Unclear how very little turnover will affect residential property prices: RBA

Staff reporterApril 21, 20200 min read

The recent economic contraction, uncertainty and social distancing measures were likely to result in very little turnover in the housing market, according to the latest RBA minutes.

"It remained unclear how this would affect residential property prices," the board advised.

Most households with mortgages had significant buffers of accumulated prepayments, with around half of these loans having prepayments that exceeded six months of payments, it noted.

The share of mortgages that may not have a buffer of liquid assets was around 15 per cent.

Measures of household financial stress had been at relatively low levels prior to the COVID-19 outbreak, the latest board minutes had noted.

Members were informed that, at the time of the April meeting, banks had reported that around 5 per cent of households had enquired about deferring mortgage repayments.

It noted that the risks from residential property markets had diminished over the course of the preceding year as increases in housing prices in Sydney and Melbourne had led to a reduction in the share of households at risk of having negative equity on their housing assets.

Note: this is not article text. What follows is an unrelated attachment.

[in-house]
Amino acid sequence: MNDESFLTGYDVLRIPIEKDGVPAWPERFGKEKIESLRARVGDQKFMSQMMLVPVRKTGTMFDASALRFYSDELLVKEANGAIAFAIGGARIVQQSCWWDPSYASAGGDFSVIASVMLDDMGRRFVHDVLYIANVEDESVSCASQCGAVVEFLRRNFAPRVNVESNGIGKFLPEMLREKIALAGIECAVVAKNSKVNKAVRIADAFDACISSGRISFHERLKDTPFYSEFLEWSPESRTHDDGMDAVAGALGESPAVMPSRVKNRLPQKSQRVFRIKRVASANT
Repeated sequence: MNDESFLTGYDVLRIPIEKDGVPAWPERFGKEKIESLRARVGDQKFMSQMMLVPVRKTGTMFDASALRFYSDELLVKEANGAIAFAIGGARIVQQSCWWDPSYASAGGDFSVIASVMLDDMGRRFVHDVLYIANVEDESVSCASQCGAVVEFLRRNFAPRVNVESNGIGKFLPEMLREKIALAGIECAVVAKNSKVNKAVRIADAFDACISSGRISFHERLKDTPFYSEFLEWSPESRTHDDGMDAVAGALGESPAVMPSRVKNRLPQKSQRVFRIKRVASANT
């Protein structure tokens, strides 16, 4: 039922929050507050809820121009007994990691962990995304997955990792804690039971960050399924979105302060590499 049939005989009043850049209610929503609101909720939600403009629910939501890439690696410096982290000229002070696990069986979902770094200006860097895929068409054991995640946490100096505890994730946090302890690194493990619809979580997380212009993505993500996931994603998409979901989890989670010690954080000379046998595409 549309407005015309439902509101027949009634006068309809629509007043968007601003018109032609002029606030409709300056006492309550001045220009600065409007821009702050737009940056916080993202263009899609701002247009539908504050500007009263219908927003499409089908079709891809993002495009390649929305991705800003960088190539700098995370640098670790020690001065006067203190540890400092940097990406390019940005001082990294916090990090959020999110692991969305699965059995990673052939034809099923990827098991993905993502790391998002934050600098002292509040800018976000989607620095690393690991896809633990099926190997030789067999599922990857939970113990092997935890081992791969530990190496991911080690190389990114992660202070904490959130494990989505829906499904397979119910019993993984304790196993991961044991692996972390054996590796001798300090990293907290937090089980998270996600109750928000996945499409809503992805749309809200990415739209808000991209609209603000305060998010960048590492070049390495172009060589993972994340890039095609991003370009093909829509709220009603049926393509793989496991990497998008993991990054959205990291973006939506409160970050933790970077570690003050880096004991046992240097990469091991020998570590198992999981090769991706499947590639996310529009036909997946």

Nationally, around 3 per cent of mortgages had negative equity positions, with most of these in Western Australia.

The bank noted for households, a large proportion of the monetary policy easing since May 2019 had flowed through to mortgage rates paid.

Lenders had reduced their interest rates on variable rate housing loans by 25 basis points following the reduction in the cash rate on 3 March.

"While most lenders did not reduce their standard variable rates following the further cut in the cash rate on 19 March, they had announced a reduction for interest rates on fixed rate loans and measures to defer interest and loan payments for distressed households," the minutes noted.

Staff reporter

Rba/philip Lowe
Rba Insights
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